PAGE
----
The Individual Plan emphasizes individual executive performance as well as measures of business/operating unit financial and operational performance such as revenue growth relating to newly developed rooms and customer, owner/franchisee and guest satisfaction. These performance factors are evaluated subjectively by the Committee and, like the EPS target, are intended to establish high standards consistent with the Company’s quality goals, which are achievable but not certain to be met. The Company believes that these factors are critical to achieving success within the hospitality and service industry. The Individual Plan payout represents 40% of the executives’ total annual bonus opportunity, and the weighting of each performance factor varies slightly among the NEOs by position due to differences in responsibility. The Committee assesses each individual’s achievement of Individual Plan components and determines whether it is appropriate to pay out at or in between the threshold, target or maximum award levels or not to pay out at all under the Individual Plan.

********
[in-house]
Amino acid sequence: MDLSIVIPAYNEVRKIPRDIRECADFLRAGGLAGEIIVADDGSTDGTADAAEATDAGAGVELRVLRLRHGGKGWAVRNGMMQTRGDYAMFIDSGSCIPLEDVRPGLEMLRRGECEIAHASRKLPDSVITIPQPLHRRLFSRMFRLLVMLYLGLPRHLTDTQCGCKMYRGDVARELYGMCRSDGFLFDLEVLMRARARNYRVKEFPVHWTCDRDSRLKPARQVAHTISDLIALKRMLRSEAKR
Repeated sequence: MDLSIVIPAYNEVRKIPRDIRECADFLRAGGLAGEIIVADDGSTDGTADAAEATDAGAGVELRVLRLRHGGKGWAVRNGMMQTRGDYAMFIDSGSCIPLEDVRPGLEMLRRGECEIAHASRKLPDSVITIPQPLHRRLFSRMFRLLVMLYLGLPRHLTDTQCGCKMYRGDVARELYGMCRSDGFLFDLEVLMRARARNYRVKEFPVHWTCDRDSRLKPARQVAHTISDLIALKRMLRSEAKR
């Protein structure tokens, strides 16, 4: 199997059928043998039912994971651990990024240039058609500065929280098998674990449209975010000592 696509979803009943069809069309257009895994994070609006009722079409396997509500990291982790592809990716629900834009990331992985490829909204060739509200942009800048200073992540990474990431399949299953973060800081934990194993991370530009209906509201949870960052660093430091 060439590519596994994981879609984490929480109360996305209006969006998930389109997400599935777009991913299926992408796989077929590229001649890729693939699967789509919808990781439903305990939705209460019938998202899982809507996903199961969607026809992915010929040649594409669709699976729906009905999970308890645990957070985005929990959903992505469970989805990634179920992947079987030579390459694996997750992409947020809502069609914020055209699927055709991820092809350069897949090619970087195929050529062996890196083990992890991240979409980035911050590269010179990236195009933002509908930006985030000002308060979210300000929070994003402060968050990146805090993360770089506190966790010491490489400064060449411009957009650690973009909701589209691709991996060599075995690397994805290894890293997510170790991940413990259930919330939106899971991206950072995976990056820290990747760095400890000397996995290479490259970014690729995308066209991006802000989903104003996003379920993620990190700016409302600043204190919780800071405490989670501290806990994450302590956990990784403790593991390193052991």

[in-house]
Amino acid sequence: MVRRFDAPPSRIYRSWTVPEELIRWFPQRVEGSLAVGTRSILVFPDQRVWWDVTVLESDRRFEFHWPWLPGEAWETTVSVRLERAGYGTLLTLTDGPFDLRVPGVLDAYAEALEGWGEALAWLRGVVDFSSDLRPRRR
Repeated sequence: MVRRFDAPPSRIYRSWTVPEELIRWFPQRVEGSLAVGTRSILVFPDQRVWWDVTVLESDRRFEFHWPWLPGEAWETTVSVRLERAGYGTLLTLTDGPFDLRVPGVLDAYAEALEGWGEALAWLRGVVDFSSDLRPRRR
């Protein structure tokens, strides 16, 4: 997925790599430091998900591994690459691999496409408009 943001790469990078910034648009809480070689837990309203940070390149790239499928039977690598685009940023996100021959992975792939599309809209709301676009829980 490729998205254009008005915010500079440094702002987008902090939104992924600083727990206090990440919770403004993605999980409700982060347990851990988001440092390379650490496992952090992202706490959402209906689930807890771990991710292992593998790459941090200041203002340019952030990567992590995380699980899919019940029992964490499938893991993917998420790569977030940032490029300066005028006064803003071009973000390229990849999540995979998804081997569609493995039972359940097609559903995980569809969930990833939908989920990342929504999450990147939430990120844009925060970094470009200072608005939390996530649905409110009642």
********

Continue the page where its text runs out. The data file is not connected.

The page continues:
The performance components for each NEO under the Individual Plan for 2010 were:

 

   

Individual Achievement: Each year the Company sets specific management objectives for the NEOs. Each NEO has a different set of objectives that is aligned to his unique responsibilities

 

31


Table of Contents
 

and role within the Company. The objectives are developed by Mr. Marriott and members of his executive team, and reviewed, modified as necessary and approved by the Committee (or the Board in the cases of Mr. Marriott’s, Mr. Sorenson’s and Mr. Shaw’s management objectives). The management objectives generally are difficult to accomplish and are among the core duties of the positions. Examples of the types of management objectives are:

 

  Implement brand initiatives such as developing a new Residence Inn guestroom, Fairfield Inn Hotel prototype and a rewards program for The Ritz-Carlton;

 

  Maintain superior associate satisfaction levels;

 

  Continue development of a global organizational blueprint that positions the Company for future growth; and

 

  Promote lodging industry interests on public policy issues such as global tourism and immigration reform.